I read the DfE’s latest report on school exclusions in England (2013-14) in the knowledge that summer born children are significantly more likely to be diagnosed with SEN than any other group.
Interestingly, the report, published yesterday, links to another, 2012 Research Report (A profile of pupil exclusions in England), which tells us:
“When controlling for other characteristics, being a pupil with any level of Special Educational Needs provision has a stronger effect on the odds of being excluded than gender, Free School Meals eligibility or ethnicity.“
“…Pupils with a statement of Special Educational Needs (SEN) were almost seven times more likely to receive a permanent exclusion than pupils with no SEN, and were nine times more likely to receive a fixed period exclusion.
…Boys are more likely to be excluded (both permanently and for a fixed period) at all ages than girls, with very few girls being excluded during the primary years.”
Time restraints prevent me from contacting the statistician responsible for the report to find out whether there is any data on the ‘month of birth‘ of these excluded children, but it would be very interesting to find out.
And even if there proves to be no connection between summer born children and the increased likelihood of exclusion from school, this Nursery World article (Hundreds of under-fives excluded for disruptive behaviour by Katy Morton) still reports a very shocking and sad reality for many school-age children.
Morton writes, “…40 children in nursery and 930 in reception received one or more fixed period exclusion during the 2013 to 2014 school year.
“During the same period, a total of 70 fixed period exclusions were issued for nursery children and 1,970 for those in reception.
“A total of 30 children aged four and under were permanently excluded from school in 2013/14.”
I’d call it ironic if it wasn’t so tragic – the compulsory school age in England is the term following a child’s 5th birthday, and yet 30 children were expelled from an education system they legally didn’t even have to be in yet.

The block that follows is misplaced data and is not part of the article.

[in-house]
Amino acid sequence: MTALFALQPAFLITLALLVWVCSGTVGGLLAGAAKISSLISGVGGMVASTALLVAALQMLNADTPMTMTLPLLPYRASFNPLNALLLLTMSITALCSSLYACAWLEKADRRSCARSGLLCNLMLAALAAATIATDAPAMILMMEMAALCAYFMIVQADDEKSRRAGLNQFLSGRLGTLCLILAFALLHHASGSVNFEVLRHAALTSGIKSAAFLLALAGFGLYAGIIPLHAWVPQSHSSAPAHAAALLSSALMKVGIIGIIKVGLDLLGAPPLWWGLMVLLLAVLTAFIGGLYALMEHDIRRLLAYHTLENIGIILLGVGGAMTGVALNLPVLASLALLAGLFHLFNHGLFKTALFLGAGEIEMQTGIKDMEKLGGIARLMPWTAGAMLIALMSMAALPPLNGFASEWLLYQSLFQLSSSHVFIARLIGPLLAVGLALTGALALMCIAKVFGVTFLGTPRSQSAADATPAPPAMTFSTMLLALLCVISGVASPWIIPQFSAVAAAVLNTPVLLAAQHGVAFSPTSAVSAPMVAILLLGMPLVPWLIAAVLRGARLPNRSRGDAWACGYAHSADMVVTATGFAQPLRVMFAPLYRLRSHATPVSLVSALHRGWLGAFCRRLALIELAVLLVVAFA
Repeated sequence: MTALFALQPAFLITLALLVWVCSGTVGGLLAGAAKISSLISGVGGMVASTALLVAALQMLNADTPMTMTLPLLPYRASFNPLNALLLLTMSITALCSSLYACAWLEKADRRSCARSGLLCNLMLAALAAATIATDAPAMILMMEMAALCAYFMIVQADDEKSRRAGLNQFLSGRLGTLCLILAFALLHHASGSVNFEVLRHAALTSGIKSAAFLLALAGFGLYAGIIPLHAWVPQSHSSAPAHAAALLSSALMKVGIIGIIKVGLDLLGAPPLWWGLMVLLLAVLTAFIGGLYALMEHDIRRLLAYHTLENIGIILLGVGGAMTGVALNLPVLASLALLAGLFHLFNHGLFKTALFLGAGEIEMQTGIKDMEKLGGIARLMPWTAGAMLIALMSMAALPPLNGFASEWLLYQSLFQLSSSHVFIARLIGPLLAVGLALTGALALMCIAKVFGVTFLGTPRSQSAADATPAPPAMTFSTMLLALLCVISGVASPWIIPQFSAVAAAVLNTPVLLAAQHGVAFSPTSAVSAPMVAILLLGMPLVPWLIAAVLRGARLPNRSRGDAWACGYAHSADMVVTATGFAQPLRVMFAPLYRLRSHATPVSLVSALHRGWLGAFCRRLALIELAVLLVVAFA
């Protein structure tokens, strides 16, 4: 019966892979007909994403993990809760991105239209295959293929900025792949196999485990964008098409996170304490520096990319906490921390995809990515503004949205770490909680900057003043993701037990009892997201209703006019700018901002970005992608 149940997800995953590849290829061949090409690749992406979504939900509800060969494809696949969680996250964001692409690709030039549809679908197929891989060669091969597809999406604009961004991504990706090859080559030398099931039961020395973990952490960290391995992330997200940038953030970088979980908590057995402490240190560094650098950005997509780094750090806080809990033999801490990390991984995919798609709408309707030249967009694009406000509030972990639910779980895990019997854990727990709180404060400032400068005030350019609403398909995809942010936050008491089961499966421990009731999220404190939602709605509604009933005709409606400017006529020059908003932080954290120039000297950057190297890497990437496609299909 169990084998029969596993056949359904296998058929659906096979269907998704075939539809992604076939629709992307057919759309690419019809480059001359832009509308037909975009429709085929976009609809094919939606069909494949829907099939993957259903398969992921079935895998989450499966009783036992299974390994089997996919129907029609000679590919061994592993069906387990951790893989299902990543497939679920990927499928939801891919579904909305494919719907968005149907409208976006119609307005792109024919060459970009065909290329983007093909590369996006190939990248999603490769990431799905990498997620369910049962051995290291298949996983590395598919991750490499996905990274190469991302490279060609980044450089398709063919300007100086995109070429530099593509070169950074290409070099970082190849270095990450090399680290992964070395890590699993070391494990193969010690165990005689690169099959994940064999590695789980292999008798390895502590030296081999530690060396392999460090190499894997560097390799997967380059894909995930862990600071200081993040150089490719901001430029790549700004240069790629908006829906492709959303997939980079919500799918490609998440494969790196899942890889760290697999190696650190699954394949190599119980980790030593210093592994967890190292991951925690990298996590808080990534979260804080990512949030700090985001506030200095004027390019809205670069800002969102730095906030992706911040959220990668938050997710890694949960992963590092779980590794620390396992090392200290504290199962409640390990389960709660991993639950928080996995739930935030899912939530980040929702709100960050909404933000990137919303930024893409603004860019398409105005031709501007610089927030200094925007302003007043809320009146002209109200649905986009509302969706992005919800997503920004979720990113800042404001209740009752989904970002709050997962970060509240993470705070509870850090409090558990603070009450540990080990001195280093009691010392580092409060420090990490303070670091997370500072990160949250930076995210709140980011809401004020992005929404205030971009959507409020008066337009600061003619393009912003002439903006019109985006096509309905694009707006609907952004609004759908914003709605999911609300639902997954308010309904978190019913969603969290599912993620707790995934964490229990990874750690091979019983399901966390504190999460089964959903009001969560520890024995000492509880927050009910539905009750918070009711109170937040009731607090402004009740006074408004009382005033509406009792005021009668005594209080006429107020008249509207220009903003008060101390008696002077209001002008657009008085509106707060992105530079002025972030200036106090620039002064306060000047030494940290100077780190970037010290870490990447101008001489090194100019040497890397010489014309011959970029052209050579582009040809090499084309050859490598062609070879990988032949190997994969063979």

Perhaps, just perhaps, some of these children may have faired better had they been enrolled in school AT compulsory school age, instead of one whole developmental year earlier.
And whatever the answer, surely it’s a question worth asking?
- Written by Pauline Hull
Author and Journalist
With thanks to Rosie Dutton for highlighting the NW article in our campaign FB group.
Such a sad reflection on society! These children have been failed by someone, somewhere along the line! And they’re not yet 5.
I’m not surprised at this, but I am saddened. Allowing summerborns their right to start school at compulsory school age (in reception) could lessen the number of children misdiagnosed with SEN and perhaps the number of exclusions long-term. Summerborns would have more confidence and happiness at school if they started in YR at CSA and this would then set them up for a happier and more settled school life.
Oh no, how sad. Preparing them to fail form the start. Some would have been so much better staying off formal schooling for an extra year. Research shows that during early years executive functioning develops at the increased rate – that is ability to regulate ones emotions, focus, goal setting, etc… those skills schools are unable to facilitate, most of these skill develop during free unsupervised play. These kids would really benefit from a less formal setting. Yet, the local authorities still fight the parents who want their summer borns to start school at compulsory school age. Who does it benefit but the system seeking bureaucratic neatness??
The answer is glaringly obvious, let parents decide, let’s not set our children up to fail from the outset. It is so simple, why can’t the government, schools and local councils see this?